Ruskin To-Day is an informal organisation that exists to celebrate the life and ideas of the artist, critic and social reformer John Ruskin (1819-1900). It brings together the activities of the many different societies, academic institutions and individuals who share an interest in Ruskin and in the many different aspects of his work. This website serves as a noticeboard to draw attention to the many Ruskinian events that take place across the world.

Ruskin To-Day does not usually feature books – and this is not a formal review – but Place, Craft and Neurodiversity: Re-imagining Potential through Education at Ruskin Mill should be of interest to anyone with an eye on Ruskin’s influence in the contemporary world. The words “Ruskin Mill” should alert you. The Ruskin Mill Trust works with young people with special educational needs and behaviour problems who learn traditional crafts and organic farming as part of a process of therapeutic education. Its founder, Aonghus Gordon, acknowledges that Ruskin’s views on seeing and our relationship with the natural world contributed to him setting up Ruskin Mill in 1981, together with the ideas of educationalist Rudolf Steiner and William Morris. Behind them stands the intellectual approach of Goethe.

Ruskin Mill has expanded from its location in the Horsley Valley near Stroud to include metal working at Freeman College in Sheffield, glass working at the Glasshouse at Stourbridge, jewellery at Argent College in Birmingham and it continues to expand, with five colleges for students 16-25, four schools, 6-19, and two provisions for participants over 18. It employs 1,200 staff at present.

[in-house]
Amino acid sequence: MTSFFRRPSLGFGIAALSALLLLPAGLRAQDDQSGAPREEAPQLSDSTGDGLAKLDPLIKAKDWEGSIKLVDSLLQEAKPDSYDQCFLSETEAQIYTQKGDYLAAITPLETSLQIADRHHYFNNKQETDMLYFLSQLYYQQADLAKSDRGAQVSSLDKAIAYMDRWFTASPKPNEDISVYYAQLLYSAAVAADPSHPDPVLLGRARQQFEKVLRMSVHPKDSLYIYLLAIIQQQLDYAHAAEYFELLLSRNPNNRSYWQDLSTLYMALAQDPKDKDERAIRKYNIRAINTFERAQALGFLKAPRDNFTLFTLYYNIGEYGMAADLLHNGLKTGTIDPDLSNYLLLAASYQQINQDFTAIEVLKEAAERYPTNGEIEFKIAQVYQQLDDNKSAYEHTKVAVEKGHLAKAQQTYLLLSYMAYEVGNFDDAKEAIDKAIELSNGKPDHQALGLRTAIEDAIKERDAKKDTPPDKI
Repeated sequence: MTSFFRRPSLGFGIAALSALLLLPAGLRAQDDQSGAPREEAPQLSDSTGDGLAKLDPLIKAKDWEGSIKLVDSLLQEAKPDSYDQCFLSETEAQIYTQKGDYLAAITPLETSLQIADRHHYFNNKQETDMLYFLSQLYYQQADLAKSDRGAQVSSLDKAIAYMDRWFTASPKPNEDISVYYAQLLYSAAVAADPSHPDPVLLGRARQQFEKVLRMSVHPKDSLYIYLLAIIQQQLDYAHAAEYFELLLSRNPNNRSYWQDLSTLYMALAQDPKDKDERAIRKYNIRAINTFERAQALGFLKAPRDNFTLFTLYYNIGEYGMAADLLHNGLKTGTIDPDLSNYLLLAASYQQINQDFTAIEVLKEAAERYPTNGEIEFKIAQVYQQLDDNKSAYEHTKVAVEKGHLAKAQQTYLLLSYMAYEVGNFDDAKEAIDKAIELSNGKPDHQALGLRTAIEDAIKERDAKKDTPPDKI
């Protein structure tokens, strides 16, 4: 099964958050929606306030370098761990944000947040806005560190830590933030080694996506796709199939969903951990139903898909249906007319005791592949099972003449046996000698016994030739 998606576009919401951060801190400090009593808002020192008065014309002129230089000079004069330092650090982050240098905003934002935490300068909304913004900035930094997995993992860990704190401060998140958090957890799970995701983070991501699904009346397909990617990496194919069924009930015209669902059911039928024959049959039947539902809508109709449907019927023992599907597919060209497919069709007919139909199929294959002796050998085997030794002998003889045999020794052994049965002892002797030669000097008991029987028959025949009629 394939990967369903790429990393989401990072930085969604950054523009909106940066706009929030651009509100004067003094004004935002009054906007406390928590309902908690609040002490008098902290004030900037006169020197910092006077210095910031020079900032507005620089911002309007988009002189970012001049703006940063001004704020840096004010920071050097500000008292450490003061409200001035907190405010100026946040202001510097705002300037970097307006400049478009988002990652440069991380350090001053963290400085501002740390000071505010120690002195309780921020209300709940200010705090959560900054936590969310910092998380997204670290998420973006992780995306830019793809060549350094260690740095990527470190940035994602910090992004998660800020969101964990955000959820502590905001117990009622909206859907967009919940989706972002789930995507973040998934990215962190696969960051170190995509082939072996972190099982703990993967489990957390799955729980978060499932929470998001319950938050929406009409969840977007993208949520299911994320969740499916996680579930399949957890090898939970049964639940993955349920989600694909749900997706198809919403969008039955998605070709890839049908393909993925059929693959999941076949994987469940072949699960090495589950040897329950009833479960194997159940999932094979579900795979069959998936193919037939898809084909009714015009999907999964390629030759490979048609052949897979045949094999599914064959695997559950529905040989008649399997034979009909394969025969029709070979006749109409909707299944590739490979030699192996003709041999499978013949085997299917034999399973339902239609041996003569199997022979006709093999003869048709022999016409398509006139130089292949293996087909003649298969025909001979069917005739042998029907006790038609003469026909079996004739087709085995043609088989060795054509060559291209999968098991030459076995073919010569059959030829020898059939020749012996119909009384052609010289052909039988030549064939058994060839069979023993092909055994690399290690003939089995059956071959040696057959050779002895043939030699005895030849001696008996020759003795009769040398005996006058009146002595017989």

The book is unusual in that while each chapter is introduced by sociologist Laurence Cox, and in its structure carries the thought processes behind the different kinds of work being done, they each conclude with a substantial contribution from Aonghus Gordon, a conversation that informally reveals how Ruskin Mill has changed and continues to change. The focus is on young people with special needs, but many people reading this book will wish that they had the opportunities that this demonstration of a Ruskinian connection between hand, eye and heart has created.

Aongus Gordon and Laurence Cox, Place, Craft and Neurodiversity: Re-imagining Potential through Education at Ruskin Mill, Routledge, 2024.

A PDF version is available for free in Open Access here



Ruskin To-Day sadly marks the death of that great Ruskinian, Tim Hilton, who died at the age of 82 on 6th January 2024.
An obituary in the Guardian is available at

The Stones of Venice

Selected, introduced and read by Robert Hewison.

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